The Assad regime that rejected national political negotiations at Geneva in January and February has been selling the idea of local cease-fires throughout the past year. The government has already concluded cease-fires in three dozen districts and towns, though they have produced few results in terms of aid deliveries or lasting peace. These “cease-fires” have several common characteristics: They all followed lengthy sieges where manpower-short regime forces, unable to take the districts in full-scale assaults, besieged them instead and compelled the defenders to accept cease-fires in return for food. And in nearly all the instances, the regime subsequently blocked food supplies again, trying to extract more concessions from the opposition. Sporadic fighting has broken out again in most of them.

Only in the Damascus suburb of Barzeh has the cease-fire endured for almost a year. That’s because local opposition fighters control a road the regime needs to access a major military hospital. The opposition fighters there have had adequate strength first to repel repeated regime attacks and finally to compel the regime to heed a negotiated cease-fire deal or lose access to the hospital. And as the war continues, the regime badly needs the hospital.

In Aleppo, de Mistura’s plan won’t have the conditions that make the Barzeh cease-fire work. (De Mistura calls his proposal a “freeze,” rather than a cease-fire.) Ideally, he would have some kind of enforcement mechanism to use when one side violates freeze terms, and unfortunately violations are likely. Forces allied with the Assad regime, especially, have proven that they are prone to violating cease-fires, as a recent report by a neutral Syrian research group shows. A freeze enforcement mechanism could work only if there is agreement among the foreign states aiding the warring sides that there will be penalties on clients that violate the freeze terms. Four Russian vetoes defending Syria on the U.N. Security Council over the past three years show how hard that agreement will be.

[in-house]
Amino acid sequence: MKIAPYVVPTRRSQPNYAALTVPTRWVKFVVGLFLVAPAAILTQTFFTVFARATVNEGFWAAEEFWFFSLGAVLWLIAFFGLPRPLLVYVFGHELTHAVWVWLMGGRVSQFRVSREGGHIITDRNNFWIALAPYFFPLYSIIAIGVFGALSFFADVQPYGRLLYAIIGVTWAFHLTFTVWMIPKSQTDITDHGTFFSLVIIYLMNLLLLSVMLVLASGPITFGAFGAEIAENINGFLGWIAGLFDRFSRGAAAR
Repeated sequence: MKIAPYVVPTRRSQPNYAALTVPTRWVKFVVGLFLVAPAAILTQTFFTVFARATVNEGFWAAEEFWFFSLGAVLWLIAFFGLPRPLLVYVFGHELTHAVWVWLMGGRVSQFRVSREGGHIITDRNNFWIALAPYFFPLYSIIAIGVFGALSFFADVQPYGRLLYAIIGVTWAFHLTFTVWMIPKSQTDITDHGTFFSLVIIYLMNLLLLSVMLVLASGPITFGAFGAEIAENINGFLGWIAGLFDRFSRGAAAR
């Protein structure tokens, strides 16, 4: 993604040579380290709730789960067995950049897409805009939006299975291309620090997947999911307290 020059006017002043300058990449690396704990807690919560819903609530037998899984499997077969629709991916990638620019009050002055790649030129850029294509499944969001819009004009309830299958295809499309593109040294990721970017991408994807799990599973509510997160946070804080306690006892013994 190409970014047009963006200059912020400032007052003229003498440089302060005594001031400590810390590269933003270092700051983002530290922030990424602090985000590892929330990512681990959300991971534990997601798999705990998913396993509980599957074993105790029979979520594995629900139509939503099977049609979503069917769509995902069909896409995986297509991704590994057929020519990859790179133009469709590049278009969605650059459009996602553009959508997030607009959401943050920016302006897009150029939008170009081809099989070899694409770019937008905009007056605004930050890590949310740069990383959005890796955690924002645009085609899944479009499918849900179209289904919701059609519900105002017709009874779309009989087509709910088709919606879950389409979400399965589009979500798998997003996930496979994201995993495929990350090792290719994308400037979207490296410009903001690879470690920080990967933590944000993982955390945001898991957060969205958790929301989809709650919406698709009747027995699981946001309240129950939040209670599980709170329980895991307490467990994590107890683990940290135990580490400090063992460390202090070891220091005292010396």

The regime responded to de Mistura’s Aleppo freeze proposal saying that it was “worth studying.” That might sound cautious, but it’s not a flat rejection. The regime’s forces have slowly but steadily gained ground to encircle Aleppo for a prolonged siege. Accepting the proposal means it would have to forgo this military advantage that has been months in the making. The regime, however, has an incentive to accept the proposal. Its manpower shortage is becoming steadily more obvious, its support base is tiring of the endless fighting, and troops tied down at Aleppo can’t help blunt opposition advances closer to Damascus.

The opposition has a similarly vexed choice to make. Accepting the proposal would alleviate huge suffering for civilians under opposition control — especially important as the harsh winter begins — but it’s not without risks. Other rebel groups, especially those currently gaining momentum in fighting in the south, could label the Aleppo factions as traitors and agents of the regime if they agree to halt fighting. Not surprisingly, some opposition figures have said the freeze needs to apply to several battlefields, not just Aleppo.